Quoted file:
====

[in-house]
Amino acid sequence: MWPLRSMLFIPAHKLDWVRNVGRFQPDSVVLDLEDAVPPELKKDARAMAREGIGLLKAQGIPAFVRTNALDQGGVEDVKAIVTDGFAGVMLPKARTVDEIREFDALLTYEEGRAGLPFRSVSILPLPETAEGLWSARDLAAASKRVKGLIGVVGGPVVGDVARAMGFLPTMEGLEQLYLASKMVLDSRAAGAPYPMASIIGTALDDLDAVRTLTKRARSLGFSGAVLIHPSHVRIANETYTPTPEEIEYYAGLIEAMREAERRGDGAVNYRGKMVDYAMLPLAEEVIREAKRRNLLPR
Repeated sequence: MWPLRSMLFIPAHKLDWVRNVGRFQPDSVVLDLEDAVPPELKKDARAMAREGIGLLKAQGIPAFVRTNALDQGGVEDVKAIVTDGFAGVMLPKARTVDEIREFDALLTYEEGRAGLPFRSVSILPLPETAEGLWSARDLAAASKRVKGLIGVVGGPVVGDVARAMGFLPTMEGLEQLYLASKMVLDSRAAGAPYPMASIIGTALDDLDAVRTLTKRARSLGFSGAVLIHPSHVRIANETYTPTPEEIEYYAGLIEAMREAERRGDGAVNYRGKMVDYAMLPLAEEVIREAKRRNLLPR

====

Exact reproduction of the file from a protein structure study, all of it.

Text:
[in-house]
Amino acid sequence: MWPLRSMLFIPAHKLDWVRNVGRFQPDSVVLDLEDAVPPELKKDARAMAREGIGLLKAQGIPAFVRTNALDQGGVEDVKAIVTDGFAGVMLPKARTVDEIREFDALLTYEEGRAGLPFRSVSILPLPETAEGLWSARDLAAASKRVKGLIGVVGGPVVGDVARAMGFLPTMEGLEQLYLASKMVLDSRAAGAPYPMASIIGTALDDLDAVRTLTKRARSLGFSGAVLIHPSHVRIANETYTPTPEEIEYYAGLIEAMREAERRGDGAVNYRGKMVDYAMLPLAEEVIREAKRRNLLPR
Repeated sequence: MWPLRSMLFIPAHKLDWVRNVGRFQPDSVVLDLEDAVPPELKKDARAMAREGIGLLKAQGIPAFVRTNALDQGGVEDVKAIVTDGFAGVMLPKARTVDEIREFDALLTYEEGRAGLPFRSVSILPLPETAEGLWSARDLAAASKRVKGLIGVVGGPVVGDVARAMGFLPTMEGLEQLYLASKMVLDSRAAGAPYPMASIIGTALDDLDAVRTLTKRARSLGFSGAVLIHPSHVRIANETYTPTPEEIEYYAGLIEAMREAERRGDGAVNYRGKMVDYAMLPLAEEVIREAKRRNLLPR